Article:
Even people who have pursued additional financial education, such as online courses, need some help from time to time. If you finding yourself needing advice that goes beyond what you can find on the computer, it’s time to start thinking about hiring a financial advisor. These professionals can help with a number of processes, from fine-tuning a personal budget to establishing a strategy for reaching future financial goals.
Financial advisors help their clients develop a complete, systemic plan to maintain and expand their financial health. But as with any professional you hire, you need to do your due diligence first. Some of the most important aspects to consider before hiring a financial advisor include the following:
1. Costs and type of compensation
The fees financial advisors charge can vary widely, but it’s important to remember that a higher fee does not equal higher-quality work. Sometimes, professionals charge an initial planning fee in addition to other charges. Advisors may charge by the hour, by product, or by a percentage of the assets under their control. Before starting, you should have a very clear view of exactly how much you will need to pay, and you should find out if the advisor is incentivized to sell certain finance products. If they are, they may be more likely to recommend these options even if it is not in the best interest of clients.
On the other end of the spectrum, there are financial advisors who offer free services. These individuals are usually paid via sales commissions from securities.
2. Type and extent of training
The term financial advisor is a little misleading because it actually refers to a group of several different types of professionals. Commonly, advisors will have one of three designations: CFP, ChFC, and RIA.
A certified financial planner (CFP) must pass a comprehensive board exam for the title, which means these individuals have considerable knowledge about insurance, taxes, retirement, financial planning, and retirement.
A chartered financial consultant (ChFC) must go through more classwork than a CFP, but does not have to take a comprehensive exam to earn the title. A registered investment advisor (RIA) is not certified but is under the purview of the Securities and Exchange Commission and is held to a strict fiduciary standard.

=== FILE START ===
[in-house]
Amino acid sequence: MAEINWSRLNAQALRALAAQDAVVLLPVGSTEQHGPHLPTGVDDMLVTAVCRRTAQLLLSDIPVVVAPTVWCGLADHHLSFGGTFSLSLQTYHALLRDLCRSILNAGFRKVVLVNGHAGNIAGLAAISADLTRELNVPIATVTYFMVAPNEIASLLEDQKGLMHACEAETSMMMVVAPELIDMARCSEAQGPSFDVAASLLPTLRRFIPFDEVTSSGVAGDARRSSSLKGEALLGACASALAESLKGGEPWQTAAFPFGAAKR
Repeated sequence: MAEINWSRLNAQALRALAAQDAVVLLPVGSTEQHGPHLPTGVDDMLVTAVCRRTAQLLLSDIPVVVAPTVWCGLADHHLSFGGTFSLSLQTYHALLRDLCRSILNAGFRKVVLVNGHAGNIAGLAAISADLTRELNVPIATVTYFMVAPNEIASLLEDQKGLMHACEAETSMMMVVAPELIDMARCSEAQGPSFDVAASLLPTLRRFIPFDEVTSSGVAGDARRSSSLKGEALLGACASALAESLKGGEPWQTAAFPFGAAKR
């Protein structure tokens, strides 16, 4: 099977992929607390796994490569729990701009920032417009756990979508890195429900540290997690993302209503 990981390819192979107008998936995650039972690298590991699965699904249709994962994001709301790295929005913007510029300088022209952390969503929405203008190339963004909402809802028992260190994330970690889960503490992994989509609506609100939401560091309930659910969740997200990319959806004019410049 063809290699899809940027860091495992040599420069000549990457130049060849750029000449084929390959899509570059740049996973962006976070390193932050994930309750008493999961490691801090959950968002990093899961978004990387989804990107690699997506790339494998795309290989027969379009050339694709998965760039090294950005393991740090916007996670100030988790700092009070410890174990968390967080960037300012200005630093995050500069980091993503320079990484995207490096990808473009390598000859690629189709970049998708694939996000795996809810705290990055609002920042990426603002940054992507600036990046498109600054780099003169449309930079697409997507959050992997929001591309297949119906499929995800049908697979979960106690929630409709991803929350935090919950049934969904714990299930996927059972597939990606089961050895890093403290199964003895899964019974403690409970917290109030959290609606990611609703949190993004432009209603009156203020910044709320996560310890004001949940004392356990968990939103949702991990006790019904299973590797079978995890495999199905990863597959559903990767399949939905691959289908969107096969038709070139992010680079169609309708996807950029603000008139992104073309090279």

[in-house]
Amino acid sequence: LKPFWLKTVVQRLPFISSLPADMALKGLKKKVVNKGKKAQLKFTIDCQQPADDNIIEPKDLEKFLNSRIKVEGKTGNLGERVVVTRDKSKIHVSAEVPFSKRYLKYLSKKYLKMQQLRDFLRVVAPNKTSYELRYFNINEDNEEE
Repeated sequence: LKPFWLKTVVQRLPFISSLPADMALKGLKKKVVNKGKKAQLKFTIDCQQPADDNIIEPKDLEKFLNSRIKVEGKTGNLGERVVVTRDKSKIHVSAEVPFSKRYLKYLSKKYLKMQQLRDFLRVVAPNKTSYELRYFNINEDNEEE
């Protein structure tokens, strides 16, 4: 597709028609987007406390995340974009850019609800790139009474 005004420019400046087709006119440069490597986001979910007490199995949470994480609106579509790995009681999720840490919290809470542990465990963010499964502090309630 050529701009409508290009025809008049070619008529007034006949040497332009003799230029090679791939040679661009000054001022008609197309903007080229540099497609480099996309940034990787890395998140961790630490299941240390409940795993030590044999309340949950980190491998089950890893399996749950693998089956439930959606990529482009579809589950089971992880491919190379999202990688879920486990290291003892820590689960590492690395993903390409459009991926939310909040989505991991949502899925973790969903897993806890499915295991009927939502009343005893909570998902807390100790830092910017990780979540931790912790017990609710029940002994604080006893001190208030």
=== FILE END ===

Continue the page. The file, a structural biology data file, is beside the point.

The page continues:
Financial advisors may have one or more of these titles, among others. It is important to ask about education and certification to understand a professional’s particular perspective.
3. Trustworthiness and compatibility
Even if someone has a number of titles behind their name, it does not guarantee compatibility. Before hiring a financial advisor, it is important to meet with the candidate in person to judge compatibility and establish a baseline of trust. Ideally, the advisor will allow you to express your needs and show a true understanding of what you want out of the professional relationship.
At the same time, great advisors do not simply agree with whatever a client says, but instead speaks up when necessary. Since this person will handle your money, it is critically important that some sort of trust and rapport be developed prior to signing any agreements.
4. Professional reputation
Whether you choose to start your search through rating websites or vet candidates you have already identified, this step proves crucial. A number of different resources exist for people on the search for a financial advisor. For instance, the Financial Planning Association and the National Association of Personal Financial Advisors maintain websites that provide a complete background on their planners, including verification of education and certification, as well as peer ratings.
Another great place to find information is BrokerCheck, a service maintained by the securities regulator FINRA. BrokerCheck offers extensive information on individuals and firms, including a history of any disciplinary action taken against them. In addition, TD Ameritrade has an AdvisorDirect referral program that can help people identify potential financial advisors and get key information about them.
5. Professional and personal goals
Ideally, the goals of a financial advisor and a client align, but this is not always the case. As noted above, it is sometimes the case that professionals push a certain financial product to get a kickback. However, goals can become misaligned in less obvious ways. For example, perhaps a financial advisor always takes a conservative approach to investing.This individual would not prove a good match for a client willing to take risks for the chance of a big payoff.
Similarly, a professional who regularly oversees millions of dollars for clients may not offer the best advice and guidance for a client who is looking to invest cautiously. Even so, you shouldn’t be discouraged by the belief that only the wealthiest people need a financial advisor. Many advisors focus on the needs and goals of everyday people.